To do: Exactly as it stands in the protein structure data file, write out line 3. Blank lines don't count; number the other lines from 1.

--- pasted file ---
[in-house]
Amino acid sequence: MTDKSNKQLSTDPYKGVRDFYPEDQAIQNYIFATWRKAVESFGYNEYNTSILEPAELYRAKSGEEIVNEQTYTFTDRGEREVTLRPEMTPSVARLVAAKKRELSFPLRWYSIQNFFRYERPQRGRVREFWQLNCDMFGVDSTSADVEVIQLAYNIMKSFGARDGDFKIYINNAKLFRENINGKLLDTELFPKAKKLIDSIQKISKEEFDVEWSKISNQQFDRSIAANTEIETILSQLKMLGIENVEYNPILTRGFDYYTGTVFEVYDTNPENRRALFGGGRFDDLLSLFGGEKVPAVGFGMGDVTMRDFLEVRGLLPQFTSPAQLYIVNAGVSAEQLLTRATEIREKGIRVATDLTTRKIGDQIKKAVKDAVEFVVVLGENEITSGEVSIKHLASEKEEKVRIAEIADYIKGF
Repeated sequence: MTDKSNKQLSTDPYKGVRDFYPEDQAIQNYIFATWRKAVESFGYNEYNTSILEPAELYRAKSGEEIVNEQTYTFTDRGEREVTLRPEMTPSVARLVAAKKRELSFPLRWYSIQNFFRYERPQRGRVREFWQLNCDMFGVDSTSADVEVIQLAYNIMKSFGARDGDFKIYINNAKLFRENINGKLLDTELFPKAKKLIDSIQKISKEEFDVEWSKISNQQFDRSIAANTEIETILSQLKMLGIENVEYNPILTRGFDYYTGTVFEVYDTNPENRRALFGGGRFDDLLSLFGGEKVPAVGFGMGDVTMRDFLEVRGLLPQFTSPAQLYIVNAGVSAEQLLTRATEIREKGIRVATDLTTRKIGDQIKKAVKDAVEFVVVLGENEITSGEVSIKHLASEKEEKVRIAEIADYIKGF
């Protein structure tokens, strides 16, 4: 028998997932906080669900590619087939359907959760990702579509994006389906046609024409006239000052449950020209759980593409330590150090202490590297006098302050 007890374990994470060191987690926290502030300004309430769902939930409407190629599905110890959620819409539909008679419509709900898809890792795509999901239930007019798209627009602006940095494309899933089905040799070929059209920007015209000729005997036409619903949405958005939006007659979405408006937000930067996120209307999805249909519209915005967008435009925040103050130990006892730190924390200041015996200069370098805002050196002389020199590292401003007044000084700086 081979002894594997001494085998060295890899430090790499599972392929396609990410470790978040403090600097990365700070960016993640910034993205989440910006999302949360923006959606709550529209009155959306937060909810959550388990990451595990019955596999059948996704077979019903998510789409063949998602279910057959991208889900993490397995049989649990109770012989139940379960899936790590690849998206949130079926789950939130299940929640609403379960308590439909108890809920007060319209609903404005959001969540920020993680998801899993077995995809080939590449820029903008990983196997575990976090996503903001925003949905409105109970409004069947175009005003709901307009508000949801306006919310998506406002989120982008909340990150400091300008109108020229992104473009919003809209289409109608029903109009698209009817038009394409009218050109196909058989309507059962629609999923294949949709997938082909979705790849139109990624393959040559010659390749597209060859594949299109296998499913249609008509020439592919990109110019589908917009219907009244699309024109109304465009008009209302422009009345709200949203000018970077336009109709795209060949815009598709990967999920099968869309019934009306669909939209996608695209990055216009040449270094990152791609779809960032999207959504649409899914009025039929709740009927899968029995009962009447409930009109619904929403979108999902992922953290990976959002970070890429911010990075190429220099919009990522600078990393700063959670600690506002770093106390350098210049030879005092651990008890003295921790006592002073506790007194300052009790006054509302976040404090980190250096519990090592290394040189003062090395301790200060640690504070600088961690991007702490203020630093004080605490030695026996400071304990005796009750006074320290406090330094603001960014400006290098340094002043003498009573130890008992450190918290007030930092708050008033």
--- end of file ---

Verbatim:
Repeated sequence: MTDKSNKQLSTDPYKGVRDFYPEDQAIQNYIFATWRKAVESFGYNEYNTSILEPAELYRAKSGEEIVNEQTYTFTDRGEREVTLRPEMTPSVARLVAAKKRELSFPLRWYSIQNFFRYERPQRGRVREFWQLNCDMFGVDSTSADVEVIQLAYNIMKSFGARDGDFKIYINNAKLFRENINGKLLDTELFPKAKKLIDSIQKISKEEFDVEWSKISNQQFDRSIAANTEIETILSQLKMLGIENVEYNPILTRGFDYYTGTVFEVYDTNPENRRALFGGGRFDDLLSLFGGEKVPAVGFGMGDVTMRDFLEVRGLLPQFTSPAQLYIVNAGVSAEQLLTRATEIREKGIRVATDLTTRKIGDQIKKAVKDAVEFVVVLGENEITSGEVSIKHLASEKEEKVRIAEIADYIKGF